Windows Me: Microsoft Releases New Operating System Built From the Ground Up for Home PC Users

REDMOND, Wash., Sept. 14, 2000 — Simple. Intuitive. Easy to use. Words that people use to describe their experiences with Windows Millennium Edition, or Windows Me, Microsoft’s new operating system for home users, defy the notion that computer proficiency requires a high degree of technical expertise.

“Windows Me is definitely easy for people who aren’t computer experts,”
says Chris Wilken, 21, an accounting and information systems major at DePaul University in Chicago.
“It makes computing fun and less intimidating. Windows Me is definitely user-friendly.”

In San Francisco, Brandon Seltenrich has spent the past eight months beta testing Windows Me.
“I’m impressed,”
says Seltenrich, 27.
“It’s by far the most robust and reliable consumer operating system from Microsoft.”

And for Peter Dale of Ionia, Mich., the feature that won his heart is System Restore, which allows users who encounter a problem to return to a point where their system was working properly.
“It’s like an insurance policy,”
says Dale, who is currently using Windows Me to host a game of Unreal Tournament with 12 to14 participants from around the globe.
“If my five-year-old daughter clicks on some of the wrong icons, I’ve got a restore point to go back to.”

What has previously been available only to testers and manufacturers today becomes available for retail purchase worldwide. Microsoft will commemorate today’s release of its new operating system, Windows Me, by kicking off the Meet Me Tour at shopping malls in San Francisco, Chicago and New York. Events are scheduled to take place through November in 25 U.S. cities.

Exciting Trends in Technology — For the Typical Home User

A simplified computing experience is what lies at the core of Windows Me, says Greg Sullivan, lead product manager for Windows Me at Microsoft.
“Across the board, the most important thing we’ve done in developing Windows Me is adding capabilities that let the average, non-technical user really take advantage of some of the exciting new trends in technology,”
he says.
“In 1995, we could play Solitaire against our computer. Now, with Windows Me, we can play Hearts against someone in Japan and chat online with them at the same time. It brings the personal computing experience to a whole new level.”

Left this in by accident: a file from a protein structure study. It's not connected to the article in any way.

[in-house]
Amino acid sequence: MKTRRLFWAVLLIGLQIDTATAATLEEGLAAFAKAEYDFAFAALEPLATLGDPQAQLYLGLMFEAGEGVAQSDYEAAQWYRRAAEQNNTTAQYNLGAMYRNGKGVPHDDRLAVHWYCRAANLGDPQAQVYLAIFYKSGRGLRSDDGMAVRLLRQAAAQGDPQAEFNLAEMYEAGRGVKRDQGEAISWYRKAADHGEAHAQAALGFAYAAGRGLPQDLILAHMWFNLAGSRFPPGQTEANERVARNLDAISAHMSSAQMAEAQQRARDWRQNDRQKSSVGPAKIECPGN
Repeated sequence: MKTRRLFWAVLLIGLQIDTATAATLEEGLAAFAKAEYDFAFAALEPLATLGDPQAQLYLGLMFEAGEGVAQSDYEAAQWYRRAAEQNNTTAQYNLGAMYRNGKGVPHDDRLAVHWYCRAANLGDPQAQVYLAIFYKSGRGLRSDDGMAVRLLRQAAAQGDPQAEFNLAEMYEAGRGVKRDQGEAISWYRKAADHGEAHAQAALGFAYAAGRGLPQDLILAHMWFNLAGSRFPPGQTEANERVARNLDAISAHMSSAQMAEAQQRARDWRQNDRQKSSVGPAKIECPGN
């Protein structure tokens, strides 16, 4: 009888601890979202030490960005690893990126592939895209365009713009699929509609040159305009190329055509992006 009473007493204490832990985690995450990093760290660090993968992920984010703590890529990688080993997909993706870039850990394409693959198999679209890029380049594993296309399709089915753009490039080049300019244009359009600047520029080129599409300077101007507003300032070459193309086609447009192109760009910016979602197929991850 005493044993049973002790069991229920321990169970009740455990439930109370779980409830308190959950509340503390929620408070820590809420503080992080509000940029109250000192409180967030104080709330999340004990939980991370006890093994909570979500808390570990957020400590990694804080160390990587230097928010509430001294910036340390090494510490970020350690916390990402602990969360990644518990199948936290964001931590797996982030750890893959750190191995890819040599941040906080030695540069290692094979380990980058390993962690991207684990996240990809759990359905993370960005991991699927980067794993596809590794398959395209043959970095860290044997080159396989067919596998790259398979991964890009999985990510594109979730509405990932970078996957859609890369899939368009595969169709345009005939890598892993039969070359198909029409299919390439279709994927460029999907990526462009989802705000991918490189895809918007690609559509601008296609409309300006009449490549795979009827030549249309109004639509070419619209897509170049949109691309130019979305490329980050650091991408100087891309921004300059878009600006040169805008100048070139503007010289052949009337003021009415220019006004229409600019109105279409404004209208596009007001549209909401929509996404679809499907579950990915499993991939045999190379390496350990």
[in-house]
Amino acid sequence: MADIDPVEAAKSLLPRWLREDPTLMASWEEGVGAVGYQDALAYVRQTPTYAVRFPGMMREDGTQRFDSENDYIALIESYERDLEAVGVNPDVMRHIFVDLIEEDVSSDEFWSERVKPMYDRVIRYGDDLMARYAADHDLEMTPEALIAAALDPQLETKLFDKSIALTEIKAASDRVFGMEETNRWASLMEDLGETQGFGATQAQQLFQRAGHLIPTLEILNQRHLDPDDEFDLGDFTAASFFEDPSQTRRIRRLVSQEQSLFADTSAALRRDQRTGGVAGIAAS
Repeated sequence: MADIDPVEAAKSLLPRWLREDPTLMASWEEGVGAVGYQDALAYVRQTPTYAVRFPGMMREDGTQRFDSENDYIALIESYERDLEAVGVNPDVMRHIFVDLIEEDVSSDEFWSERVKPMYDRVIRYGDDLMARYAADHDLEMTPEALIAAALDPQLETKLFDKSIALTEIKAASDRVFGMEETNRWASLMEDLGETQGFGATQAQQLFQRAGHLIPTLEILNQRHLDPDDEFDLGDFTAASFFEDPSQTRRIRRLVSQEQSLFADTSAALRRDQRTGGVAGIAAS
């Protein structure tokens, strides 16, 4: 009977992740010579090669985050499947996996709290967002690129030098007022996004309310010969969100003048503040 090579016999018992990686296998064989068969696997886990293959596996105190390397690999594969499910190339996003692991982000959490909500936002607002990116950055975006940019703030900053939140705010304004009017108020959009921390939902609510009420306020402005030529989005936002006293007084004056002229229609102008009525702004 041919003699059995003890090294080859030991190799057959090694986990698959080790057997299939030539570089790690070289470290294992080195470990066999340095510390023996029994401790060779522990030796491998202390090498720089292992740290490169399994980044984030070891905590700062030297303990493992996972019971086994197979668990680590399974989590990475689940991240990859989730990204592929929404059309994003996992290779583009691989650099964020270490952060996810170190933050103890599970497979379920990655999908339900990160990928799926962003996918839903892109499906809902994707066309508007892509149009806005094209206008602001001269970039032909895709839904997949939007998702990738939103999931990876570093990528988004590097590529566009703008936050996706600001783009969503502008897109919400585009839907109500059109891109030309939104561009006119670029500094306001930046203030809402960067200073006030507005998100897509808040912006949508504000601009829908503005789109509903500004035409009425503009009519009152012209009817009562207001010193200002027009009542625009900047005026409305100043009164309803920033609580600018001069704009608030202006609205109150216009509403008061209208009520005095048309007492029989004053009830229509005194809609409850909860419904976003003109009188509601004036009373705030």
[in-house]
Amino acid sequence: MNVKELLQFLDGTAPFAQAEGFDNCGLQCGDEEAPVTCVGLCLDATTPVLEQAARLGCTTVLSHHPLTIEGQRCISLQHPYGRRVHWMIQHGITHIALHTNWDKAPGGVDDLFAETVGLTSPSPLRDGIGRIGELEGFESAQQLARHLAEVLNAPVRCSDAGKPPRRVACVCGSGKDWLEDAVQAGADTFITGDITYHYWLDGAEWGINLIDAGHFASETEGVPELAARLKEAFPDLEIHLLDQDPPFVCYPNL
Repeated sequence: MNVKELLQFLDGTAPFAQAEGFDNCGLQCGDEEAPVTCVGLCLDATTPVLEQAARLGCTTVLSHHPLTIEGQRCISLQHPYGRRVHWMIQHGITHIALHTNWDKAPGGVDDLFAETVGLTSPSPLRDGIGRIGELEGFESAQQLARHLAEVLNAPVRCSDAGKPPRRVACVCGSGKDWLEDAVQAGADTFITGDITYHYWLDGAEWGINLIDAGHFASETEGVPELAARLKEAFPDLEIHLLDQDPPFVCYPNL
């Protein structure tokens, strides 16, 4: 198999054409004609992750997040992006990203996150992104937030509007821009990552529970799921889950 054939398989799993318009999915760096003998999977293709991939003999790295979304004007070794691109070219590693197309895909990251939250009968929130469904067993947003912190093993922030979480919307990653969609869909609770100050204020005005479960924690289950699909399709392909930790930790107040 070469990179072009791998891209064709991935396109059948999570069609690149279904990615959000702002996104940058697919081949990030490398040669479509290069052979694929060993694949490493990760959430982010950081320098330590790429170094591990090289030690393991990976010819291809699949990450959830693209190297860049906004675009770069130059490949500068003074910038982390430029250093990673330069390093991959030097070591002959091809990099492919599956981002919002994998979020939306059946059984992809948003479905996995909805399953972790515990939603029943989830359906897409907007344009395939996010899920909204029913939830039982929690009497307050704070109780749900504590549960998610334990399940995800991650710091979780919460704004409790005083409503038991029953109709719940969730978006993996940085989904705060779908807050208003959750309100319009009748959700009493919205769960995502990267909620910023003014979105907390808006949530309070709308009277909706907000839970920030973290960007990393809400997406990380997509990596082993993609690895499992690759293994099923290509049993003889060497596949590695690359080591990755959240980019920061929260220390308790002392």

And the ability to play games across the globe is only the beginning. Developed around four pillars — PC health, digital media, home networking and the online experience — Windows Me strives to remove the barriers that previously separated users from the new and exciting things made possible by technology. According to Sullivan, and those who’ve tested Windows Me for the past year prior to its formal release, it succeeds.

Take the help and support function, for example. Seltenrich’s 9-year-old daughter recently asked her father how to send email using the new program on her father’s computer.
“She asked me how to send email, and I told her to go ask the computer,”
he recalls.
“She got into the help menu, typed in her question about sending email, and got a decent answer. The help features in this operating system are so much more intuitive and provide assistance that the lay user can understand.”

For college student Wilken, it’s the digital media capabilities that are impressive.
“I really like Windows Media Player 7 and how it is a feature of Windows Me,”
he says.
“In the past I had digital music files, and in order to get them onto an audio CD I’d have to use three different programs. With Windows Me, everything I need is on one program.”

To Wilken, whose hobby of designing Web sites is something he hopes to eventually parlay into a career, the movie making and digital picture capabilities in Windows Me are also a big plus.
“I like Windows Movie Maker,”
he says.
“I tried it out for a bit and it’s perfect. Everything you need is right there.”

Working with photos and video on Windows Me is so easy Wilken has time to concentrate on more imperative details, such as making sure that his subjects are properly lit and in focus.
“It works very well and it’s definitely easy to learn,”
he says.
“It makes movie making fun. It’s not a daunting task — you don’t have to be a professional movie maker to do it.”

Seltenrich is equally enthusiastic about the digital media features in Windows Me.
“My favorite features are the multi-media enhancements, which give me the ability to use scanners and digital cameras to take pictures, upload and file them, and use Picture It! to tweak them or fix them up,”